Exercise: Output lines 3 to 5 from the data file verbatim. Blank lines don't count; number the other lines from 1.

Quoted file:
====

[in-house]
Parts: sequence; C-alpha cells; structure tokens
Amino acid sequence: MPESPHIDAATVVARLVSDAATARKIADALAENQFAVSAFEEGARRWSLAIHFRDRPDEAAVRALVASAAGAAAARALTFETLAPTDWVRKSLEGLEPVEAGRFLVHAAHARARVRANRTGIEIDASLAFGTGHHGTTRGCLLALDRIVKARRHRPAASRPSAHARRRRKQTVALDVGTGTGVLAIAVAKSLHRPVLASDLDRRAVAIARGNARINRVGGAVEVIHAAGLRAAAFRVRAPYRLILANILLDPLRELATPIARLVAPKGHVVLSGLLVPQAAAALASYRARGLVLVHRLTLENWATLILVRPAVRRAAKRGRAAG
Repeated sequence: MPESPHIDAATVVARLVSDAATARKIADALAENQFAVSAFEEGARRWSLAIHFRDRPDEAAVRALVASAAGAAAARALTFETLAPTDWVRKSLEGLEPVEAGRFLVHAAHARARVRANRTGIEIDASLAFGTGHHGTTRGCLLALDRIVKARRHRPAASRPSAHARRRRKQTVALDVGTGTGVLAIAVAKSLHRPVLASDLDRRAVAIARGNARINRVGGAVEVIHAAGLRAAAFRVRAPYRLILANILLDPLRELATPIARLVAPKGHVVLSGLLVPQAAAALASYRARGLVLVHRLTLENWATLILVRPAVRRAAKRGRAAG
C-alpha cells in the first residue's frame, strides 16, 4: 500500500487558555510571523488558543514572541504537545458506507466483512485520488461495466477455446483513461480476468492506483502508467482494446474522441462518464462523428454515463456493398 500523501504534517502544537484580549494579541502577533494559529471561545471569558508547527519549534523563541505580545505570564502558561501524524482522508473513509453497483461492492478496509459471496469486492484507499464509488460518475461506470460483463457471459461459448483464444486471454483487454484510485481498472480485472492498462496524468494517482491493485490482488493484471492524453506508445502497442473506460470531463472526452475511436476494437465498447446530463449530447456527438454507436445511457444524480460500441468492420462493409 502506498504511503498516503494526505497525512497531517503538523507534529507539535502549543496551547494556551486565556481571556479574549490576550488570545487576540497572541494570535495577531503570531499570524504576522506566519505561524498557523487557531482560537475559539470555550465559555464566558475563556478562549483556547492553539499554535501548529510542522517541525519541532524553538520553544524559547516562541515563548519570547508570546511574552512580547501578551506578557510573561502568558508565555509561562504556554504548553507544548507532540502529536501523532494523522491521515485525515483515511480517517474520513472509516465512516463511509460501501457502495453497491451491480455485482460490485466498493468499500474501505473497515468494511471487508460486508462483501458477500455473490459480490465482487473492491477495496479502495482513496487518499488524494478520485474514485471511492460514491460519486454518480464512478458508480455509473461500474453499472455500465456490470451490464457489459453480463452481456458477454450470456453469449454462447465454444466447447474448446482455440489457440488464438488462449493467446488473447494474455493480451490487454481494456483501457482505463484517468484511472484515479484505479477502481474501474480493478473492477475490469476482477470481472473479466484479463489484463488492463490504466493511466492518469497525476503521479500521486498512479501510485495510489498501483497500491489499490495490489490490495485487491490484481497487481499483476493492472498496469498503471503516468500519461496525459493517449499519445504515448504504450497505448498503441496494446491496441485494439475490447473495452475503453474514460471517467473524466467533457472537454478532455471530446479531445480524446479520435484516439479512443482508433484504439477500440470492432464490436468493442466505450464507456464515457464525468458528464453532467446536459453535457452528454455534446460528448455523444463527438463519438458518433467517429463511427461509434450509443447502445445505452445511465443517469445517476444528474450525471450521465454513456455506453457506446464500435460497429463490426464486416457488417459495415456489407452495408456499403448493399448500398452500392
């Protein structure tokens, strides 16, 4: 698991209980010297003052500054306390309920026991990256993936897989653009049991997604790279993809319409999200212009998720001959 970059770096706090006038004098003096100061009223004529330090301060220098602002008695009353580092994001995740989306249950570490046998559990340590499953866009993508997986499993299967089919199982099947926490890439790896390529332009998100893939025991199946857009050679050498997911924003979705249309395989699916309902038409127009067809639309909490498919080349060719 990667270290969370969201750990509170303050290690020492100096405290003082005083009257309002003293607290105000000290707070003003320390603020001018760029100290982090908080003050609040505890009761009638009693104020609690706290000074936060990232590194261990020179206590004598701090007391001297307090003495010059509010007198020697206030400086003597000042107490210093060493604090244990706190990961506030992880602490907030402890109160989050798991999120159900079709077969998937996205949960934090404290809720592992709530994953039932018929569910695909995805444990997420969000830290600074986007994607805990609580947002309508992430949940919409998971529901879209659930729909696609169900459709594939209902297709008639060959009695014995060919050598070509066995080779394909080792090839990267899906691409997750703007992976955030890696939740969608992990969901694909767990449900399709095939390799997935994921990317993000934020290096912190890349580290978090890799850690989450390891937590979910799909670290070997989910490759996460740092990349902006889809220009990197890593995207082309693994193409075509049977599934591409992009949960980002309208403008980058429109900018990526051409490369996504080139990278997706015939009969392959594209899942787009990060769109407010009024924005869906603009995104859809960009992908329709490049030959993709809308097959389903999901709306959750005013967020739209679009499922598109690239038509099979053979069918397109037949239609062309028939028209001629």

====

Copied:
Amino acid sequence: MPESPHIDAATVVARLVSDAATARKIADALAENQFAVSAFEEGARRWSLAIHFRDRPDEAAVRALVASAAGAAAARALTFETLAPTDWVRKSLEGLEPVEAGRFLVHAAHARARVRANRTGIEIDASLAFGTGHHGTTRGCLLALDRIVKARRHRPAASRPSAHARRRRKQTVALDVGTGTGVLAIAVAKSLHRPVLASDLDRRAVAIARGNARINRVGGAVEVIHAAGLRAAAFRVRAPYRLILANILLDPLRELATPIARLVAPKGHVVLSGLLVPQAAAALASYRARGLVLVHRLTLENWATLILVRPAVRRAAKRGRAAG
Repeated sequence: MPESPHIDAATVVARLVSDAATARKIADALAENQFAVSAFEEGARRWSLAIHFRDRPDEAAVRALVASAAGAAAARALTFETLAPTDWVRKSLEGLEPVEAGRFLVHAAHARARVRANRTGIEIDASLAFGTGHHGTTRGCLLALDRIVKARRHRPAASRPSAHARRRRKQTVALDVGTGTGVLAIAVAKSLHRPVLASDLDRRAVAIARGNARINRVGGAVEVIHAAGLRAAAFRVRAPYRLILANILLDPLRELATPIARLVAPKGHVVLSGLLVPQAAAALASYRARGLVLVHRLTLENWATLILVRPAVRRAAKRGRAAG
C-alpha cells in the first residue's frame, strides 16, 4: 500500500487558555510571523488558543514572541504537545458506507466483512485520488461495466477455446483513461480476468492506483502508467482494446474522441462518464462523428454515463456493398 500523501504534517502544537484580549494579541502577533494559529471561545471569558508547527519549534523563541505580545505570564502558561501524524482522508473513509453497483461492492478496509459471496469486492484507499464509488460518475461506470460483463457471459461459448483464444486471454483487454484510485481498472480485472492498462496524468494517482491493485490482488493484471492524453506508445502497442473506460470531463472526452475511436476494437465498447446530463449530447456527438454507436445511457444524480460500441468492420462493409 502506498504511503498516503494526505497525512497531517503538523507534529507539535502549543496551547494556551486565556481571556479574549490576550488570545487576540497572541494570535495577531503570531499570524504576522506566519505561524498557523487557531482560537475559539470555550465559555464566558475563556478562549483556547492553539499554535501548529510542522517541525519541532524553538520553544524559547516562541515563548519570547508570546511574552512580547501578551506578557510573561502568558508565555509561562504556554504548553507544548507532540502529536501523532494523522491521515485525515483515511480517517474520513472509516465512516463511509460501501457502495453497491451491480455485482460490485466498493468499500474501505473497515468494511471487508460486508462483501458477500455473490459480490465482487473492491477495496479502495482513496487518499488524494478520485474514485471511492460514491460519486454518480464512478458508480455509473461500474453499472455500465456490470451490464457489459453480463452481456458477454450470456453469449454462447465454444466447447474448446482455440489457440488464438488462449493467446488473447494474455493480451490487454481494456483501457482505463484517468484511472484515479484505479477502481474501474480493478473492477475490469476482477470481472473479466484479463489484463488492463490504466493511466492518469497525476503521479500521486498512479501510485495510489498501483497500491489499490495490489490490495485487491490484481497487481499483476493492472498496469498503471503516468500519461496525459493517449499519445504515448504504450497505448498503441496494446491496441485494439475490447473495452475503453474514460471517467473524466467533457472537454478532455471530446479531445480524446479520435484516439479512443482508433484504439477500440470492432464490436468493442466505450464507456464515457464525468458528464453532467446536459453535457452528454455534446460528448455523444463527438463519438458518433467517429463511427461509434450509443447502445445505452445511465443517469445517476444528474450525471450521465454513456455506453457506446464500435460497429463490426464486416457488417459495415456489407452495408456499403448493399448500398452500392